A restraint of trade may be adjudged unreasonable if it is per se unreasonable or violates the rule of reason. Id. Examples of per se unreasonable conduct include price-fixing arrangements, tying arrangements, agreements among competitors to divide markets or to allocate customers, group boycotts, and agreements to limit production. . . . Kenney has clearly not alleged any of these practices or any comparable practices. As for a restraint which violates the rule of reason, “showing merely injury to oneself as a competitor is insufficient.” . . . . Thus, the trial court did not err by failing to permit Kenney to amend his claim in this regard.
    (internal citations omitted)

The Court of Appeals found this cause of action stew rather bland and rejected each one of these attempts to amend the original complaint to survive summary judgment. I do not know if Mr. Kenney retained his attorney’s on a contigent fee or was being billed hourly. If the latter, Mr. Kenney got very expensive pot of unsavory legal stew. But for this huge bill, he also achieved fame through a published case which is an excellent primer on potential business litigation causes of action and how they did not fit his situation.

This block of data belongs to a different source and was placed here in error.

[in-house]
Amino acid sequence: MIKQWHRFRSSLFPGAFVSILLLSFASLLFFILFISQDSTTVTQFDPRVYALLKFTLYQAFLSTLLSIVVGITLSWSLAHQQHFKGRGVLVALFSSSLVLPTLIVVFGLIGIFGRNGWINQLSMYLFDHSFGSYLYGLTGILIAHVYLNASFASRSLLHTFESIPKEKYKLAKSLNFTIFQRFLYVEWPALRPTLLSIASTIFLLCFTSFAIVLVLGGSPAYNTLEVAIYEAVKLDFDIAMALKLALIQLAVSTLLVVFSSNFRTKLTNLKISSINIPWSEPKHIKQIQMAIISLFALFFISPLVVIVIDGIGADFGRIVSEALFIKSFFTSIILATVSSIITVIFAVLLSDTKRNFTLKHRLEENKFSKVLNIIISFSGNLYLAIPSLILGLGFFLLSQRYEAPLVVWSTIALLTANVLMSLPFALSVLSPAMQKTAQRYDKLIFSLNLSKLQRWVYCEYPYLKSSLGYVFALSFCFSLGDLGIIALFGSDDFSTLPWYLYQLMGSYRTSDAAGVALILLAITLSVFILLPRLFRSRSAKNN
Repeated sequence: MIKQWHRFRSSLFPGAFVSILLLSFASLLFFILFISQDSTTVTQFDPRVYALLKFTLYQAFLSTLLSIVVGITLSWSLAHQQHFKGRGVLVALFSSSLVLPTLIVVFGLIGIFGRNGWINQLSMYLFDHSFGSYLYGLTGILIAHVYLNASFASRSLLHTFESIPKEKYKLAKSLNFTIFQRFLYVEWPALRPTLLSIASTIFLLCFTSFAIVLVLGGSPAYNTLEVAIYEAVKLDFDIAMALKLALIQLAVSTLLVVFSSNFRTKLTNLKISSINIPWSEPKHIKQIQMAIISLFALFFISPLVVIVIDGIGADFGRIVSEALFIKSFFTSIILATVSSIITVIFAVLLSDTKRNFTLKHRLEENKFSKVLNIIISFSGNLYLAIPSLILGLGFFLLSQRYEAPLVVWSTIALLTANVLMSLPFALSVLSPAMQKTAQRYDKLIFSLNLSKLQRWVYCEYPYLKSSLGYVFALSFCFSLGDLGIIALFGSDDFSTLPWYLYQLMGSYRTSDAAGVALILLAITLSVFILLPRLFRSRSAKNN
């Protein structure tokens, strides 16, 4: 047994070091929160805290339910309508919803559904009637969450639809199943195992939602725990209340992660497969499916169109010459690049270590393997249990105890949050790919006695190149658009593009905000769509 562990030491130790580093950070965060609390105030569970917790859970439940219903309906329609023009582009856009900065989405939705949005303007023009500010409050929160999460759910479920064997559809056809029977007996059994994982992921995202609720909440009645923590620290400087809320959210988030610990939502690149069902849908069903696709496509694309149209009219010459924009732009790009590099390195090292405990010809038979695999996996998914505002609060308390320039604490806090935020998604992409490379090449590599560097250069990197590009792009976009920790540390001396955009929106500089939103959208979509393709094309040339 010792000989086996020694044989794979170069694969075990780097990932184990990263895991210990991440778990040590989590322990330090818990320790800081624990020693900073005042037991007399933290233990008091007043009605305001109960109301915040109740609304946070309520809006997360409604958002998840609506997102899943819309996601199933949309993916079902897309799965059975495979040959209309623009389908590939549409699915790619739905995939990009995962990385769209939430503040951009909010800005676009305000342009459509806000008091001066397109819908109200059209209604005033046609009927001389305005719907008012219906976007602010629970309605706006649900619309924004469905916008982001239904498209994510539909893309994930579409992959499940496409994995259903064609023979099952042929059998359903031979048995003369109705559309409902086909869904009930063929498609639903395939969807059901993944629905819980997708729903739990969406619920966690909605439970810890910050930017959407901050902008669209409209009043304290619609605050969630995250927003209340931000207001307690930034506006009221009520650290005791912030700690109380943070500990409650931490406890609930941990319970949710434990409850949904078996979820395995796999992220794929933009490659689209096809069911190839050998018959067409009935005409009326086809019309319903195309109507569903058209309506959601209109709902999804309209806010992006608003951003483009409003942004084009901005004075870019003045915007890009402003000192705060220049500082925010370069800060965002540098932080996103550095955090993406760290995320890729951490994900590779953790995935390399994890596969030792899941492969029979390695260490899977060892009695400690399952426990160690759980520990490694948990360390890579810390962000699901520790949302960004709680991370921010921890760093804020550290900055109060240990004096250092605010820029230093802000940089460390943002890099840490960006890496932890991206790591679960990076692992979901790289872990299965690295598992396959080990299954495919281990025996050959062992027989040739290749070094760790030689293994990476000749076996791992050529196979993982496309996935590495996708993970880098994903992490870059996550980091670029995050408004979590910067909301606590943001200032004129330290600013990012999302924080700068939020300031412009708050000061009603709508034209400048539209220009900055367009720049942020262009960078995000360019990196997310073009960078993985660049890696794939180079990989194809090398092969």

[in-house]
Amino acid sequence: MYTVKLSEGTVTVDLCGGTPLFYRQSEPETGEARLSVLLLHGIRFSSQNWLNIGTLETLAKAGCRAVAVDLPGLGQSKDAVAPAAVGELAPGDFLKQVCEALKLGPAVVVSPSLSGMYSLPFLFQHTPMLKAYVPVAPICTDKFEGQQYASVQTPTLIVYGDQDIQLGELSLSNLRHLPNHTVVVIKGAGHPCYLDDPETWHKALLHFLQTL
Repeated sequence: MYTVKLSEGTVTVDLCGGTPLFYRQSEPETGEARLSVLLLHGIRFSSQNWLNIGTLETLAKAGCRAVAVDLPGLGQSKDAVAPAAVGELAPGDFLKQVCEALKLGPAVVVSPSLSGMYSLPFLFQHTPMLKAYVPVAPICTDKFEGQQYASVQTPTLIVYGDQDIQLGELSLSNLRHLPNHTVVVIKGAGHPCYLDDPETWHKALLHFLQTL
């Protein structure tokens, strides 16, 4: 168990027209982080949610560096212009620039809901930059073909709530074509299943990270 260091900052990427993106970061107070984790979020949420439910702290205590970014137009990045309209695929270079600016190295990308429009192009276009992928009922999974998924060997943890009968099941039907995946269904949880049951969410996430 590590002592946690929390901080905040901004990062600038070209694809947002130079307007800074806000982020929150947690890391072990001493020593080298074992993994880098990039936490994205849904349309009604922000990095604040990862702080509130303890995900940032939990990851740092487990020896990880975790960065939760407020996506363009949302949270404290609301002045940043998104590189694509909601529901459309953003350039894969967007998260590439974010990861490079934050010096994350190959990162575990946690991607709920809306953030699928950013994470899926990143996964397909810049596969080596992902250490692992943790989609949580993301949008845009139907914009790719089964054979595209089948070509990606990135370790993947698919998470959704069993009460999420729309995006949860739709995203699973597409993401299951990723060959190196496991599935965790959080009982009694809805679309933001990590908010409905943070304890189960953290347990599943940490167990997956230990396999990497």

Lesson of the day: Business litigation strategy should be focused to create a cogent theme. This may include multiple causes of action, but the relevant facts should be put forth so that each cause of action plausibly follows from those facts. Overreaching to try and force tenuous causes of action to fit those facts simply creates excess litigation costs and, like in this case, probably will not change the result.

September 16, 2007

Charge back of commissions in “bill validation” provision

Filed under: Business — G.A. Napier @ 9:50 pm

An opinion of the Kentucky Court of Appeals rendered September 14, 2007, rules in favor of AT&T on enforcing charge back of commissions based on a “bill validation” provision in the agreement with the sales reps. In AT&T Corp. v. Fowler et al., (2006-CA-000402-MR, 2006-CA-000535-MR)(to be published), Mr. Fowler worked for AT&T selling high speed data services and Mr. Grant was a specialist and consultant earning commissions derivatively from Mr. Fowler’s sales. Part of the compensation agreement governing Mr. Fowler’s employment stated: